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Old 05-06-2011, 06:16 PM
 
Location: sowf jawja
1,940 posts, read 8,303,557 times
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Quote:
Originally Posted by Asheville Native View Post

Secure your damn WiFi and avoid the risk.
another good idea is if you have a router capable of custom output power settings, adjust them so it just reaches the edges of your home.

my wifi signal becomes unusable just a few steps outside the house, and you can't even find it from the street.

i'm using a linksys wrt54gl w/ tomato firmware.
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Old 05-07-2011, 01:45 PM
 
26,158 posts, read 15,737,854 times
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Thats good!! (Ya dont want it TOO WEAK though as you wont get good speeds inside!)
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Old 05-31-2011, 01:07 PM
'M'
 
Location: Glendale Country Club
1,818 posts, read 2,653,583 times
Reputation: 2547
Quote:
Originally Posted by NJBest View Post
I tether with my cell phone. It's not that expensive. This type of thing has been implemented before. It never took off. Look up FON.
How reliable is tethering with a cell phone? Do you need one of those Wi-Fi sharing devices, like the one that T-Mobile just came out with?

Also, aren't there devices that gather all the signal leakage iin an area and give the device-holder a good signal to be able to use the internet? They're called USB wireless adapters, one is made by Alfa.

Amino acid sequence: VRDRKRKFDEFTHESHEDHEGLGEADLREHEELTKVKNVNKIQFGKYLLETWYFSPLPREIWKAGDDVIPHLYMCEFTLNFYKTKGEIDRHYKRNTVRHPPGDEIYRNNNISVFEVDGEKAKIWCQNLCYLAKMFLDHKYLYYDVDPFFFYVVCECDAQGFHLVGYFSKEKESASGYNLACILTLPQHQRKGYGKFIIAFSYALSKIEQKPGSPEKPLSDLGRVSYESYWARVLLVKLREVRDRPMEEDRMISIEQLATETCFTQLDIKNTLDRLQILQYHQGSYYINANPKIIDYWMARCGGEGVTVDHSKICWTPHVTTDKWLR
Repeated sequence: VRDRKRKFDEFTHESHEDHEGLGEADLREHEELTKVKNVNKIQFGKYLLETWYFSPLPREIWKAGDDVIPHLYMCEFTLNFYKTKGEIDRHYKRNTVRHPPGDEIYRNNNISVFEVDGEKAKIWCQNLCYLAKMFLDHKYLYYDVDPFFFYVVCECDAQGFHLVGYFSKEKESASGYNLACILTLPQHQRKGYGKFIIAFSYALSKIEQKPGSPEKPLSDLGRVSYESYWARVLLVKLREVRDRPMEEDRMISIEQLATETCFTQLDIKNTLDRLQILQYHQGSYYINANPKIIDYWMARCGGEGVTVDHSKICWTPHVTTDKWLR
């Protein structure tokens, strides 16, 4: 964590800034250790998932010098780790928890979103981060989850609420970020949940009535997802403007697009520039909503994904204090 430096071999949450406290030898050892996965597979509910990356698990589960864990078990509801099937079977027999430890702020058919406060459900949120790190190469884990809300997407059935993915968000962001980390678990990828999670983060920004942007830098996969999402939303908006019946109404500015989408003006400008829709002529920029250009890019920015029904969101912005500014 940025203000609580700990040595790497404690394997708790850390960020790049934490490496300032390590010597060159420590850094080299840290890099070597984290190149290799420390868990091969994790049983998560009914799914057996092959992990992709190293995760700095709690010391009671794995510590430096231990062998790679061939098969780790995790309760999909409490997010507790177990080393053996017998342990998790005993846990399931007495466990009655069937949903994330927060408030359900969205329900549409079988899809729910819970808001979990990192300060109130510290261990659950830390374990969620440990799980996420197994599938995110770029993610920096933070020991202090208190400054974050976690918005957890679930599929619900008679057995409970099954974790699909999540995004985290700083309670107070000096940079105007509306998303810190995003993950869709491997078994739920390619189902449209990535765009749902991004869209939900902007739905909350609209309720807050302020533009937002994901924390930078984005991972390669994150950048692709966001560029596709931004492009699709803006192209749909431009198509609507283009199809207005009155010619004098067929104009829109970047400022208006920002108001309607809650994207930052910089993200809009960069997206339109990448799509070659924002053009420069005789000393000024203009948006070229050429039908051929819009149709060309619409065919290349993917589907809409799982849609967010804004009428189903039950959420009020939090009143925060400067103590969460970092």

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Old 05-31-2011, 01:54 PM
 
16,308 posts, read 25,262,012 times
Reputation: 8302
Quote:
Originally Posted by southgeorgia View Post
another good idea is if you have a router capable of custom output power settings, adjust them so it just reaches the edges of your home.

my wifi signal becomes unusable just a few steps outside the house, and you can't even find it from the street.

i'm using a linksys wrt54gl w/ tomato firmware.
I do the same with DD-WRT on my Buffalo WHR-G54S.
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Old 06-01-2011, 03:01 AM
 
24,503 posts, read 35,961,779 times
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Quote:
Originally Posted by 'M' View Post
How reliable is tethering with a cell phone? Do you need one of those Wi-Fi sharing devices, like the one that T-Mobile just came out with?

Also, aren't there devices that gather all the signal leakage iin an area and give the device-holder a good signal to be able to use the internet? They're called USB wireless adapters, one is made by Alfa.
Tethering is as reliable as your cell phone signal. I don't use it as my primary internet. I only use it when I am on the road. For my phone (Palm Treo 800W), I don't need any additional devices. I just connect the phone to my laptop via USB cable. It works through bluetooth too, but bluetooth is slower than 3G.

USB Wireless Adapters only apply to WiFi and not cell phones.

Most newer cell phones can be tethered via an application called PDANet. I've never used it since I don't need it though.